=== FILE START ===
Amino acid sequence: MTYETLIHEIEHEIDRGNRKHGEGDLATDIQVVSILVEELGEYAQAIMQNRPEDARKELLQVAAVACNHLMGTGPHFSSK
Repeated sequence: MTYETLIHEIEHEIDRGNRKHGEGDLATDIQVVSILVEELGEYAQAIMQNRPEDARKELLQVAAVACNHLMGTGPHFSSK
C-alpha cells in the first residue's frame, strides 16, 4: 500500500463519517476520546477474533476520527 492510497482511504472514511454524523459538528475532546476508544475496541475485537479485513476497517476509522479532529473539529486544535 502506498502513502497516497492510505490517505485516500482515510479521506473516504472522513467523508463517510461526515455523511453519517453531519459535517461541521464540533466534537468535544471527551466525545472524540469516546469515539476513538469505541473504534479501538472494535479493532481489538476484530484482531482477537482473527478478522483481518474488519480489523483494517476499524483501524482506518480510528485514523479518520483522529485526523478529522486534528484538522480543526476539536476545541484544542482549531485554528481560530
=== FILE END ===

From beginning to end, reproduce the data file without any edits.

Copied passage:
Amino acid sequence: MTYETLIHEIEHEIDRGNRKHGEGDLATDIQVVSILVEELGEYAQAIMQNRPEDARKELLQVAAVACNHLMGTGPHFSSK
Repeated sequence: MTYETLIHEIEHEIDRGNRKHGEGDLATDIQVVSILVEELGEYAQAIMQNRPEDARKELLQVAAVACNHLMGTGPHFSSK
C-alpha cells in the first residue's frame, strides 16, 4: 500500500463519517476520546477474533476520527 492510497482511504472514511454524523459538528475532546476508544475496541475485537479485513476497517476509522479532529473539529486544535 502506498502513502497516497492510505490517505485516500482515510479521506473516504472522513467523508463517510461526515455523511453519517453531519459535517461541521464540533466534537468535544471527551466525545472524540469516546469515539476513538469505541473504534479501538472494535479493532481489538476484530484482531482477537482473527478478522483481518474488519480489523483494517476499524483501524482506518480510528485514523479518520483522529485526523478529522486534528484538522480543526476539536476545541484544542482549531485554528481560530